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December 20, 1974 - Image 44

Resource type:
Text
Publication:
The Detroit Jewish News, 1974-12-20

Disclaimer: Computer generated plain text may have errors. Read more about this.

RIT JEWISH N EWS
THE DETO
44—Friday, Dec. 20, 19 74

CCAR Publishes
New Pray•book

NEW YORK (JTA) —
"Gates of Prayer," described
as the first totally new pray-
erbook of the Central Confer-
ence of American Rabbis
since the Reform movement's
"Union Prayerbook" w a - s
published in 1894, has been
isued by the CCAR, the asso-
ciation of Reform rabbis.
CCAR officials said • the
new prayerbook was intended
'for worship on the Sabbaths,
weekdays and festivals. Its
publication follows by less
than a year a new union
hagada. The Reform liturgi-
cal revamping will be com-
pleted in about a year with
publication of "Gate of Re-
penance," a new High Holy
Day prayerbook still in manu-
script form.

-

HAL GORDON .

USSR Trade Passed,
Loan Pact in Trouble

WASHINGTON (JTA) —
The Senate last Friday ap-
proved by a vote of 77-4
the Administration's Foreign
Trade Bill after approving
the Jackson Amendment to
authorize trade 'concessions
to the Soviet Union in ex-
change for less restrictive
emigration policies, particu-
larly those applied to Soviet
Jews.
The bill contains a wide
range of provisions on tariffs
and new powers for the
President to act on foreign
trade- policies. It also would
clear the way for major re-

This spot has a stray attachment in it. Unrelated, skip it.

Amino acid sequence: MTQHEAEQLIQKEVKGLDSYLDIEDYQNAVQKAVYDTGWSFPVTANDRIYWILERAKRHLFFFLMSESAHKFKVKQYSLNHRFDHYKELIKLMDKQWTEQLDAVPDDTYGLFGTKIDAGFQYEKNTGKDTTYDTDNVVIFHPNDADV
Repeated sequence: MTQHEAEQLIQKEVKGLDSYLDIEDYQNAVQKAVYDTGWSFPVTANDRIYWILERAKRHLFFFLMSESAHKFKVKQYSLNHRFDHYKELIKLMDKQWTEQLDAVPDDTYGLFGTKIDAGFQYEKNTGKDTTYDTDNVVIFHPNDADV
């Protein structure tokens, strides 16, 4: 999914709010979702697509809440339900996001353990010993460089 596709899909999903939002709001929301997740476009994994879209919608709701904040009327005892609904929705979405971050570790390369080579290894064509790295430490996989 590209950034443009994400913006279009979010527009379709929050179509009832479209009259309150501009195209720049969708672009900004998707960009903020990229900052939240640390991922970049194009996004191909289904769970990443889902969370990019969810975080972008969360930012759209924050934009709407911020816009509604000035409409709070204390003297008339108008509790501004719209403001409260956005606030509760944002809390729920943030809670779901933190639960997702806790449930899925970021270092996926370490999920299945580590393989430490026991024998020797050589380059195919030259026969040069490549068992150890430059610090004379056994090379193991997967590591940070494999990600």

ductions in tariffs on pro-
ducts from the USSR and
other Communist countries
through most favored nation
status.
The amendment on emi-
gration was approved 88-0,
adding language which rati-
fies the understanding be-
tween the U.S. and the So-
viets on emigration.
The amendment will allow
the President to offer the

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Soviet Union most favored
nation status for a minimum
of 18 months if he certifies
that Soviet emigration pro-
cedures have been liberalized.
The emigration amendment
does not specify any figure
for emigration 'but Sen.
Henry M. Jackson (D. Wash.)
said during the debate pro-
ceeding the vote that if the
USSR adhered to its agree-
ment, the number of Jews
who would be able to emigate
during 1975 would top 60,000.
Jackson warned that "the
basis of trust and confi-
dence" essential to all U.S.-
Soviet relations would be de-
stroyed if the Soviets failed
to abide by their commit-
ments.
Meanwhile, the S e n a t e,
after having twice refused
to shut off debate, moved
towards recommitting the Ex-
port-Import Bank funding
legislation to the Senate-
House Conference Committee.
The legislation carries a
ceiling of $300 million in
loans to the Soviet govern-
ment over the next four years
as a monitor of its emigra-
tion practices which are con-
tained in the Trade Reform
Bill. I
Secretary of State Henry
A. Kissinger had asked' for a
free hand in dealing with
loans to the Soviet Union to
improve his diplomatic posi-
tion, but a majority in the
Senate insists on a ceiling.
This majority forced
the Senate-House Conference
Committee to adopt the ceil-
ing although the HOuse con-
ferees had objected.
The bill, which calls for
increasing the Ex-Im Bank's
lending authority from $20
billion to $25 billion over the
next - four years, faces- a
double hurdle of tough floor
fights when it comes out of
committee and time for en-
actment before the current
Congress adjourns.

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NEW YORK — The 1975
national conference on Jew-
ish camping, to be held for
the first time --irr Miami
'Beach, will take place Jan.
12-16 at the Deauville Hotel.
- Sponsored by the National
Jewish Welfare Board, the
American Association f o r
Jewish Education and the
Association of Full - Time
Jewish Camp Directors, the
conference is open to all di-
rectors and staff members of
camps under Jewish auspi-
ces.

Sessions will deal with cur-